Speed curve zero is the devil

Thread in 'Strategy' started by jujube, 21 Mar 2007.

  1. jujube

    jujube Unregistered

    I've noticed a lot of lockjaw players are using speed curve zero now. I hate to take a stand against so many people, but isn't it WAY too easy? Sure lockjaw is a speed game, and people are putting up some amazing times, but it takes some of the challenge out of the game. I don't know if I could ever make 1 line per second playing 20g rhythm but I would sure as hell like to try. After playing speed curve zero for a couple days I went back to 20g and I was a complete mess. It's a completely different game, where you have to use stacking strategy for optimal maneuverability and it isn't good enough to rotate every piece first then move it to the column you want.

    Please keep making videos regardless of what speed curve you're playing on because I love to watch them, but I would also love to see a few people playing 20g. PLEASE PLEASE PLEASE [​IMG]

    PS no, I'm not bitter about being beaten by 22 seconds in 40 lines [​IMG] and I still think it is amazing to see such low times.
  2. It's all a difference between two different philosophies, free speed and forced speed.
  3. Cubicz

    Cubicz Unregistered

    I wouldn't say Lockjaw is a speed game, it can near perfectly emulate some TGM modes game-play wise, as an example of its versatility. But you're right, there certainly is a shift in focus, but it's not a bad thing. like needle says, it's just different philosophy of playing.
  4. mat


    i like to switch it up: TAP for my 20g and actual tetris strategy, 40 line zero for pure speed drilling. i think both do complement each other, although ultimately master mode is a much more strategic, choice drive game.
  5. K


    please forgive my ignorance but what is "speed curve Zero" on LockJaw ? no gravity ? [​IMG]
  6. no gravity.
  7. "It's all a difference between two different philosophies, free speed and forced speed."

    0g and 20g have nothing to do with "forced speed." 0g rhythm proves this. forced speed has to do with lock delay.

    for me, 0g and 20g are just two different ways of playing the game. they require seperate techniques. not really that one's more difficult than the other--they're just different. although >= 0g unarguably feels more instinctive. despite all that, it's like apples and oranges.
  8. jujube: did you have 0G Rhythm in mind when you said zero?
  9. jujube

    jujube Unregistered

    no, actually Needle i haven't played 0g rhythm, i was only referring to 0g. i'm assuming that 0g rhythm has piece lock similar to 20g rhythm, which would make it a bit more challenging. the issue i still see with that is there is nothing to block a piece from moving anywhere you want to put it, regardless of the shape of your stack. with that being possible, playing forever is also possible.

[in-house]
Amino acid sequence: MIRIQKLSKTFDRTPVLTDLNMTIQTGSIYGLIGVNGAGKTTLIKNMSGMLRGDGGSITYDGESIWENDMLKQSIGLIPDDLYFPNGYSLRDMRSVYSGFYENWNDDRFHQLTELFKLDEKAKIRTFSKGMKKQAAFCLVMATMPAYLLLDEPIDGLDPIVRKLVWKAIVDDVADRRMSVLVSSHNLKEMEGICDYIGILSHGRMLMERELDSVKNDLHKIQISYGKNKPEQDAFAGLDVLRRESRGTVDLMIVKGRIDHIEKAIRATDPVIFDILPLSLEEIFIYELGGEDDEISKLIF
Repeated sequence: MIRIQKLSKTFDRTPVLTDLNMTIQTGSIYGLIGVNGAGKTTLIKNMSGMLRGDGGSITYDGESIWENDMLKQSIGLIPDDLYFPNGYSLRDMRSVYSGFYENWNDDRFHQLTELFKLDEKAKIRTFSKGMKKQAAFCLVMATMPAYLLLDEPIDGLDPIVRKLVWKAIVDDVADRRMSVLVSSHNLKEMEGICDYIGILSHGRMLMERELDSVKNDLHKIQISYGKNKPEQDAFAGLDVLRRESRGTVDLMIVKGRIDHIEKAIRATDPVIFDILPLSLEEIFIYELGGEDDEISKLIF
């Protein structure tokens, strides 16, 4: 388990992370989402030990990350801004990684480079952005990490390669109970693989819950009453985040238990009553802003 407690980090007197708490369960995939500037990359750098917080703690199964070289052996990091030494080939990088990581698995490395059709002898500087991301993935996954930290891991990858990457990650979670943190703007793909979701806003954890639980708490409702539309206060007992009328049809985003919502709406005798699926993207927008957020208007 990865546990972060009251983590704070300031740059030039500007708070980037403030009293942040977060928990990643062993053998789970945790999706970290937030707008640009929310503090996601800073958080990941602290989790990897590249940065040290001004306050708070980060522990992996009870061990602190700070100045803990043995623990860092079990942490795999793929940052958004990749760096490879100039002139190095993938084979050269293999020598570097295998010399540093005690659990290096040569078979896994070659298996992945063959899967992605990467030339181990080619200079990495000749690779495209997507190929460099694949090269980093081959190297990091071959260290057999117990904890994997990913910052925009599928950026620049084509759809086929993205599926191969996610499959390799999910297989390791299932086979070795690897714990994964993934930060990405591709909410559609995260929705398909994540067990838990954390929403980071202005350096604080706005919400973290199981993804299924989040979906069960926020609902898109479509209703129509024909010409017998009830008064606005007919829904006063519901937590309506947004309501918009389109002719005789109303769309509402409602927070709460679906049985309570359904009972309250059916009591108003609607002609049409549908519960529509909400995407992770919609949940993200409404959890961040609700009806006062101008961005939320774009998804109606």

don't get me wrong though, i still respect anyone who can play at high speeds regardless of the speed curve or any other option. i'm just wondering how far things will go in the future of tetris (not that lockjaw is affiliated with the tetris company) to cater to speed play while neglecting other challenges. i'll be honest, i'm using 9 keys including rotate left twice, far left, and far right. would anyone consider that to be too easy?
  10. tepples

    tepples Lockjaw developer

    The point is that with any sort of lock delay, there isn't much of a stacking-strategy difference between 0G and 1G. It takes about 100 pieces and change to clear 40 lines. If you drop 105 pieces in Exponential, you're only getting up to 1/60G * (259/256)^105 = 1/17G. To get to 1G takes log(60)/log(259/256) = 351 tetrominoes. How many tetrominoes do you drop in a 3-minute game?
  11. jujube

    jujube Unregistered

    very true tepples. the only difference as far as i can tell between 0g and 1g is that you can stack all the way to the top with 0g, bringing your eyes a little closer to the previews. that is, unless of course someone has "next above shadow" turned on. i've tried that a little and it seems a bit awkward to me. but you're right, there isn't much of a difference between 0g and 1g. i'm just wondering why more people don't play 20g in lockjaw. while their tpm may drop a little i think it's worth it for the challenge, and it makes for a better replay if the viewer can appreciate the increased difficulty.
  12. "while their tpm may drop a little i think it's worth it for the challenge"

    optimally, tpm should increase since 20g forces less keys per tetromino.
  13. jujube

    jujube Unregistered

    (rot=SRS, lock=300 ms Move reset, rnd=7-piece Bag, spin=3-corner T, speed=Rhythm)

    (grav=Naive, drop=None, are=0 ms, das=16 ms 1G (60 Hz), shadow=None, next=3 pieces)

    i'm getting under 2 kpt with these settings. still a little sloppy but getting better, and the potential for high tpm is good as i can lower the lock delay as i improve. the sideways movement is super smooth tepples, and it's a lot of fun [​IMG]
  14. I just wanted to add that I fully approve of jujube's 0G criticism and interest in 20G. They definitely both have their place.

    But yeah, just want to say respect++;

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